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Streptomycin [strep"to-mi'sin].

In the late 1930s, Selman Waksman, a soil microbiologist working at the New Jersey Agricultural Station of Rutgers University, began a large-scale program to screen soil bacteria for antimicrobial activity. By 1943, Albert Schatz, a PhD student working in Waksman's laboratory, had isolated streptomycin from Streptomyces griseus (from the Greek strepto- ["twisted"] + mykes ["fungus"] and the Latin griseus, "gray").

In 1944, Willam H. Feldman and H. Corwin Hinshaw at the Mayo Clinic showed its efficacy against Mycobacterium tuberculosis. Waksman was awarded a Nobel Prize in 1952 for his discovery of streptomycin, although much of the credit for the discovery has since been ascribed to Schatz. Schatz later successfully sued to be legally recognized as a co-discoverer of streptomycin.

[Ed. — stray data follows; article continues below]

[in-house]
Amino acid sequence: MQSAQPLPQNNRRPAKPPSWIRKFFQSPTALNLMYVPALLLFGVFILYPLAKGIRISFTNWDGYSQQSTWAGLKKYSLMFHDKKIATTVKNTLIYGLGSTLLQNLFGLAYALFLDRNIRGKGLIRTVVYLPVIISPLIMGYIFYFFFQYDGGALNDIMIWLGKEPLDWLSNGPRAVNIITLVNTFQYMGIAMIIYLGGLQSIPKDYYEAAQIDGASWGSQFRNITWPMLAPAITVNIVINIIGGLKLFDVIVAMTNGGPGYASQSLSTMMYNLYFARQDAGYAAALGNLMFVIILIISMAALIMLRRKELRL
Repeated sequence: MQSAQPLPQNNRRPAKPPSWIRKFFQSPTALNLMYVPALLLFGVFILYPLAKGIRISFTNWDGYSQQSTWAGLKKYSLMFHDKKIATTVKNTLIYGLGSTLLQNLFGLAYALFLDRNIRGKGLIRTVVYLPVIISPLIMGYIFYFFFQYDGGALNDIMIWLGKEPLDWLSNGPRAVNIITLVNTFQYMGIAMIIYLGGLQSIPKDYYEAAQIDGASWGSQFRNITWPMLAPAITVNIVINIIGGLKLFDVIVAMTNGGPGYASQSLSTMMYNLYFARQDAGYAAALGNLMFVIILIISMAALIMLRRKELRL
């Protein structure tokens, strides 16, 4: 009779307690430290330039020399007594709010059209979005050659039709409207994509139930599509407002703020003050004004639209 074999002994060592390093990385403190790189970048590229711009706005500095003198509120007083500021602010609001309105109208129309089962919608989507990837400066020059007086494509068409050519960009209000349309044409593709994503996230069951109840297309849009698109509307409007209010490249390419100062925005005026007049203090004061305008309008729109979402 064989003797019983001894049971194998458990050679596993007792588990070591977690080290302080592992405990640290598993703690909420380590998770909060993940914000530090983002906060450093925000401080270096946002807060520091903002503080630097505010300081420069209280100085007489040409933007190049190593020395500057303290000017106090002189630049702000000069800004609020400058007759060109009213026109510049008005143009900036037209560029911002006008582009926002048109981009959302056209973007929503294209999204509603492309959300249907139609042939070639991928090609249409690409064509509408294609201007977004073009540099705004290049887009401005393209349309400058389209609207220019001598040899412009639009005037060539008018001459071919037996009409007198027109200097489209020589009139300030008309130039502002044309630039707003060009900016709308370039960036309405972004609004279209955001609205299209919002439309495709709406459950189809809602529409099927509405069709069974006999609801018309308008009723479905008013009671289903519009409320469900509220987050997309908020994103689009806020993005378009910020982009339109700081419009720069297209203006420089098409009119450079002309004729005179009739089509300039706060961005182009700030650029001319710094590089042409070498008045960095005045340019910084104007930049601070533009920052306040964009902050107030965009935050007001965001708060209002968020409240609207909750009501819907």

Sources

(1.) Comroe JH Jr. Pay dirt: the story of streptomycin. Part I. From Waksman to Waksman. Am Rev Respir Dis. 1978;117:773-81.

(2.) Wainwright M. Streptomycin: discovery and resultant controversy. Hist Philos Life Sci. 1991;13:97-124.

Address for correspondence: Ronnie Henry, Centers for Disease Control and Prevention, 1600 Clifton Rd NE, Mailstop E28, Atlanta, GA 30329-4027, USA; email: boq3@cdc.gov

DOI: https://doi.org/10.3201/eid2503.AC2503

Caption: Slide culture of a Streptomyces sp. bacteria, which produces the antibiotic streptomycin. Note the branching filamentous hyphae, abundant aerial mycelia, and long chains of small spores. Image: CDC/Dr. David Berd

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Title Annotation:etymologia
Author:Henry, Ronnie
Publication:Emerging Infectious Diseases
Article Type:Report
Date:Mar 1, 2019
Words:222
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